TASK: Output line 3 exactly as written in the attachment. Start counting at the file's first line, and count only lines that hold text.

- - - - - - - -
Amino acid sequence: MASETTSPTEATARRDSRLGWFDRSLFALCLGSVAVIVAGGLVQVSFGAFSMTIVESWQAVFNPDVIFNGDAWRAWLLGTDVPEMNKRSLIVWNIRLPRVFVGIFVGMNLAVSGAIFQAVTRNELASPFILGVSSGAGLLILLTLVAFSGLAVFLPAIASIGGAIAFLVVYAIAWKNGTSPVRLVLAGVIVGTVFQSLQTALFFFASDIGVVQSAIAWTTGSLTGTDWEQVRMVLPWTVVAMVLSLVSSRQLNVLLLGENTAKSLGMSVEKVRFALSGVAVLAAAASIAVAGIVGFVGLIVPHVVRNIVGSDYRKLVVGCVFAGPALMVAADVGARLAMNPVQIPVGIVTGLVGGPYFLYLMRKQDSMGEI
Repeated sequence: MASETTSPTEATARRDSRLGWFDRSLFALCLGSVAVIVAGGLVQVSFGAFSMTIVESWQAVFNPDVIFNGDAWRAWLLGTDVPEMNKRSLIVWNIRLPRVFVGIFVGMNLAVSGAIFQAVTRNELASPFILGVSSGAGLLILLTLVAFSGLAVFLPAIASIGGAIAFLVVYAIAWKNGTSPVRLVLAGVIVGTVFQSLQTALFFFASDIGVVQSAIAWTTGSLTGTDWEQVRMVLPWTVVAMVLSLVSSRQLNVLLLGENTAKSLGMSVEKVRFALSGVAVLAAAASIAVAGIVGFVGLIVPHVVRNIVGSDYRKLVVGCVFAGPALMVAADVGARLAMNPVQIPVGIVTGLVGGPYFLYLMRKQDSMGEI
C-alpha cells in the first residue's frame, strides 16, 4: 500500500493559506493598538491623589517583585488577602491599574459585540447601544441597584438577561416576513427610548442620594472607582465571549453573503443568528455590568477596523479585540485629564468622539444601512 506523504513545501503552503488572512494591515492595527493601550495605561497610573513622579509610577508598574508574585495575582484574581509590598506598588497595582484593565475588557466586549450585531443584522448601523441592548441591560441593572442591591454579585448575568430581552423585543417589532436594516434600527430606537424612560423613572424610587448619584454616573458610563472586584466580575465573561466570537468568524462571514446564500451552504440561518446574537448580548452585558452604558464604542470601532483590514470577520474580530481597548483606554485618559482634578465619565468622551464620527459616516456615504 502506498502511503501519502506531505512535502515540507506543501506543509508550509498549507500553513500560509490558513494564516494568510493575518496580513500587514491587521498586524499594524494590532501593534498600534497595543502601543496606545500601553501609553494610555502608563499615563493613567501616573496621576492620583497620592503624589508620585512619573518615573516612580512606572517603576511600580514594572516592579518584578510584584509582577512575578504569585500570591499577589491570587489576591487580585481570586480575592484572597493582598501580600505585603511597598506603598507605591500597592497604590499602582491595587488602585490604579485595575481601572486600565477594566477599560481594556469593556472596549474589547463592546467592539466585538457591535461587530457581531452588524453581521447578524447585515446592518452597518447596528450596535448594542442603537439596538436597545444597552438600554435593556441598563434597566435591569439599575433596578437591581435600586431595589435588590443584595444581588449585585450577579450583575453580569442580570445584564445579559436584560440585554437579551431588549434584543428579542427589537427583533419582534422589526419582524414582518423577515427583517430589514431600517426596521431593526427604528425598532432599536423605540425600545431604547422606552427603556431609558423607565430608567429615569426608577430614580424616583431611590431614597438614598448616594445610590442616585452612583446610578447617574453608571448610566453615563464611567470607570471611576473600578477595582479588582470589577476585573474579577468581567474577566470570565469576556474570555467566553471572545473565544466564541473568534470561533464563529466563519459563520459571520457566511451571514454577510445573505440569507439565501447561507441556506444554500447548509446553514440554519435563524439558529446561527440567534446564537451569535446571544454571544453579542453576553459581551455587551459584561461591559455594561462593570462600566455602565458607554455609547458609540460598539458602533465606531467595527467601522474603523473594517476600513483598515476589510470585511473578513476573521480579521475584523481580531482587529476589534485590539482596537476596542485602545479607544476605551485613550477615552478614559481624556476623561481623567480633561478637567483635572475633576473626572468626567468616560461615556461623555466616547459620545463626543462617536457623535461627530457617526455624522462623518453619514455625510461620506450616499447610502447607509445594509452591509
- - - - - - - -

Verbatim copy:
C-alpha cells in the first residue's frame, strides 16, 4: 500500500493559506493598538491623589517583585488577602491599574459585540447601544441597584438577561416576513427610548442620594472607582465571549453573503443568528455590568477596523479585540485629564468622539444601512 506523504513545501503552503488572512494591515492595527493601550495605561497610573513622579509610577508598574508574585495575582484574581509590598506598588497595582484593565475588557466586549450585531443584522448601523441592548441591560441593572442591591454579585448575568430581552423585543417589532436594516434600527430606537424612560423613572424610587448619584454616573458610563472586584466580575465573561466570537468568524462571514446564500451552504440561518446574537448580548452585558452604558464604542470601532483590514470577520474580530481597548483606554485618559482634578465619565468622551464620527459616516456615504 502506498502511503501519502506531505512535502515540507506543501506543509508550509498549507500553513500560509490558513494564516494568510493575518496580513500587514491587521498586524499594524494590532501593534498600534497595543502601543496606545500601553501609553494610555502608563499615563493613567501616573496621576492620583497620592503624589508620585512619573518615573516612580512606572517603576511600580514594572516592579518584578510584584509582577512575578504569585500570591499577589491570587489576591487580585481570586480575592484572597493582598501580600505585603511597598506603598507605591500597592497604590499602582491595587488602585490604579485595575481601572486600565477594566477599560481594556469593556472596549474589547463592546467592539466585538457591535461587530457581531452588524453581521447578524447585515446592518452597518447596528450596535448594542442603537439596538436597545444597552438600554435593556441598563434597566435591569439599575433596578437591581435600586431595589435588590443584595444581588449585585450577579450583575453580569442580570445584564445579559436584560440585554437579551431588549434584543428579542427589537427583533419582534422589526419582524414582518423577515427583517430589514431600517426596521431593526427604528425598532432599536423605540425600545431604547422606552427603556431609558423607565430608567429615569426608577430614580424616583431611590431614597438614598448616594445610590442616585452612583446610578447617574453608571448610566453615563464611567470607570471611576473600578477595582479588582470589577476585573474579577468581567474577566470570565469576556474570555467566553471572545473565544466564541473568534470561533464563529466563519459563520459571520457566511451571514454577510445573505440569507439565501447561507441556506444554500447548509446553514440554519435563524439558529446561527440567534446564537451569535446571544454571544453579542453576553459581551455587551459584561461591559455594561462593570462600566455602565458607554455609547458609540460598539458602533465606531467595527467601522474603523473594517476600513483598515476589510470585511473578513476573521480579521475584523481580531482587529476589534485590539482596537476596542485602545479607544476605551485613550477615552478614559481624556476623561481623567480633561478637567483635572475633576473626572468626567468616560461615556461623555466616547459620545463626543462617536457623535461627530457617526455624522462623518453619514455625510461620506450616499447610502447607509445594509452591509